For a full blog of recipes using green tea visit Cooking with Japanese Green Tea. Okay so I admit, matcha mashed potatoes does sound a little bit off but who knows, it might be surprisingly good??

Finally, I just came across matcha Kit Kat; apparently it’s only available in Japan during cherry blossom season. I was already dying to go to Japan during that time of year and now, the desire has been heightened too-many-fold.

In other, non-green tea related news, the staff at Tatsumi were very kind in presenting my parents with a special message for dessert (black sesame creme brulee):

Photo: Tao Lin

Photo: Tao Lin

A huge thanks to all the staff for making the night special. I ❤ Japanese!

Photos of food and such

I’m one of those weird and annoying people who loves to take several photos of their food from as many different angles as possible before finally eating it – I blog about food so what do you expect?? People like me get mocked and ridiculed everywhere in society for this behaviour and I’m sure someone, somewhere has written about how this is evidence of some sort of personality disorder/evidence of narcissism (aren’t we all a little bit narcissistic?). But, I don’t actually care because I love it: I love food, I love taking photos of food and I love showing it all off.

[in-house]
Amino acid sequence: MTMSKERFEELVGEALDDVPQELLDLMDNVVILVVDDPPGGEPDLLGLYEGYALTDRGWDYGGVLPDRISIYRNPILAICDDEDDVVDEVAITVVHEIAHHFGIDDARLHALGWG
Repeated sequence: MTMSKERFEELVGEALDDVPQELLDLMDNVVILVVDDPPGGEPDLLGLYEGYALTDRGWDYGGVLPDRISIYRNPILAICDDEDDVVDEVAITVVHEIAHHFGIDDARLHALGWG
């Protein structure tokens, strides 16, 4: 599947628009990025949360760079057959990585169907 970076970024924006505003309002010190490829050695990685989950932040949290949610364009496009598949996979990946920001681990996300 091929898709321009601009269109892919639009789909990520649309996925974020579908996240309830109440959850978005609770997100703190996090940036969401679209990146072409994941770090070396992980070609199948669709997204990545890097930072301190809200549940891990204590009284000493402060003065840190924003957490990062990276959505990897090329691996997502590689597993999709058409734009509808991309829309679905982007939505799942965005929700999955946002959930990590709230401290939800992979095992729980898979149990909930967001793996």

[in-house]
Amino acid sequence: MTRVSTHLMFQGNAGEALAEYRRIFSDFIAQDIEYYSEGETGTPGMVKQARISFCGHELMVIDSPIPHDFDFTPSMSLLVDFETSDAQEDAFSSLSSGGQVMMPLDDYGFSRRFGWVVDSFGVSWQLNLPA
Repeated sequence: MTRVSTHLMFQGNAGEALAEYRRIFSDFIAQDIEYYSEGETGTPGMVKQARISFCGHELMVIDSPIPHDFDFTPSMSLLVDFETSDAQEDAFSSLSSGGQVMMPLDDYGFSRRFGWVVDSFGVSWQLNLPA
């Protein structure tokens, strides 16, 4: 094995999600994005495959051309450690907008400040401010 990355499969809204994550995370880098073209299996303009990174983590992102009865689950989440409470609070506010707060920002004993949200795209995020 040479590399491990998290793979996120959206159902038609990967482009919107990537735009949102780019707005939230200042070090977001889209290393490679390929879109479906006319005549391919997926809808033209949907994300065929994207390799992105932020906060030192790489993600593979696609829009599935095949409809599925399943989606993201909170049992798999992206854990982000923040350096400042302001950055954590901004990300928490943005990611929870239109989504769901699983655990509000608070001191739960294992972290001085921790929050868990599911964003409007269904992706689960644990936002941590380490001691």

I call these photos: Breakfast, Lunch and Dinner. Because, well, they are 🙂

Photo: Tao Lin

Photo: Tao Lin

Some sort of egg thing. Pretty much started with fried eggs but decided I didn’t want fried eggs anymore so scrambled them up instead.

Photo: Tao Lin

Photo: Tao Lin

One of my absolute favourite things to eat: udon noodle soup. It’s incredibly easy to make as well. Water, stock, noodles, soy bean paste, spring onions, done. If you really wanted to make it fancy you could even cook up some tofu and chuck that in there too.

Photo: Tao Lin

Photo: Tao Lin

Teriyaki beef strips and capsicum. Yeah, I like Japanese food.

Teriyaki chicken norimaki

There is perhaps nothing more synonymous with Japanese food than sushi and today, with the help of some online recipes and my Australian Women’s Weekly Cooking School cookbook, I managed to pull off, in a relatively painless fashion, teriyaki chicken norimaki, or sushi rolls.

My previous post covered the sushi rice aspect of this recipe and I found a very easy and tasty teriyaki sauce recipe here. The one thing I did different to the recipe was that I omitted the ginger but it still tasted fantastic.